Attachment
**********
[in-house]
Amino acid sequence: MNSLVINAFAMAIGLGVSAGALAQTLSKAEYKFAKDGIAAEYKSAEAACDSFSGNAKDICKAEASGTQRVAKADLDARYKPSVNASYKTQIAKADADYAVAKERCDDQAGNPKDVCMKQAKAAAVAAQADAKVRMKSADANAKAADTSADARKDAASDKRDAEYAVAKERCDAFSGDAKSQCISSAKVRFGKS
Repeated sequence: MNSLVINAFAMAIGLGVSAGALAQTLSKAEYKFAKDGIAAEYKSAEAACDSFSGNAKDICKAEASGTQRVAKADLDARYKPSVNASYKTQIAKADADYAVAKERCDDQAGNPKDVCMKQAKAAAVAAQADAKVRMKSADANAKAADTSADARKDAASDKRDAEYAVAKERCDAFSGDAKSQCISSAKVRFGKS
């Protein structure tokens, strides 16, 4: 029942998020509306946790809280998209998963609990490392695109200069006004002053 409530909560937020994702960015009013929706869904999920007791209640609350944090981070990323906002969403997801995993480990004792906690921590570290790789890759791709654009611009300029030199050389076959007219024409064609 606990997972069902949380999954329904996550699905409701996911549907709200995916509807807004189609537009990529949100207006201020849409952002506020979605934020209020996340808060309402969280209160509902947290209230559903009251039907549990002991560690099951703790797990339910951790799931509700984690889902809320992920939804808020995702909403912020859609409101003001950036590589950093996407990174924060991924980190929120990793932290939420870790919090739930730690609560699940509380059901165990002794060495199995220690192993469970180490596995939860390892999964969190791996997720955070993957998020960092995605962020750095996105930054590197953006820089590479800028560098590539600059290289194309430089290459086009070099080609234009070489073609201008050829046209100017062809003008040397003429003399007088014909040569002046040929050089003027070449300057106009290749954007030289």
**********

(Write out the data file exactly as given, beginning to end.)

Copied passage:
[in-house]
Amino acid sequence: MNSLVINAFAMAIGLGVSAGALAQTLSKAEYKFAKDGIAAEYKSAEAACDSFSGNAKDICKAEASGTQRVAKADLDARYKPSVNASYKTQIAKADADYAVAKERCDDQAGNPKDVCMKQAKAAAVAAQADAKVRMKSADANAKAADTSADARKDAASDKRDAEYAVAKERCDAFSGDAKSQCISSAKVRFGKS
Repeated sequence: MNSLVINAFAMAIGLGVSAGALAQTLSKAEYKFAKDGIAAEYKSAEAACDSFSGNAKDICKAEASGTQRVAKADLDARYKPSVNASYKTQIAKADADYAVAKERCDDQAGNPKDVCMKQAKAAAVAAQADAKVRMKSADANAKAADTSADARKDAASDKRDAEYAVAKERCDAFSGDAKSQCISSAKVRFGKS
């Protein structure tokens, strides 16, 4: 029942998020509306946790809280998209998963609990490392695109200069006004002053 409530909560937020994702960015009013929706869904999920007791209640609350944090981070990323906002969403997801995993480990004792906690921590570290790789890759791709654009611009300029030199050389076959007219024409064609 606990997972069902949380999954329904996550699905409701996911549907709200995916509807807004189609537009990529949100207006201020849409952002506020979605934020209020996340808060309402969280209160509902947290209230559903009251039907549990002991560690099951703790797990339910951790799931509700984690889902809320992920939804808020995702909403912020859609409101003001950036590589950093996407990174924060991924980190929120990793932290939420870790919090739930730690609560699940509380059901165990002794060495199995220690192993469970180490596995939860390892999964969190791996997720955070993957998020960092995605962020750095996105930054590197953006820089590479800028560098590539600059290289194309430089290459086009070099080609234009070489073609201008050829046209100017062809003008040397003429003399007088014909040569002046040929050089003027070449300057106009290749954007030289």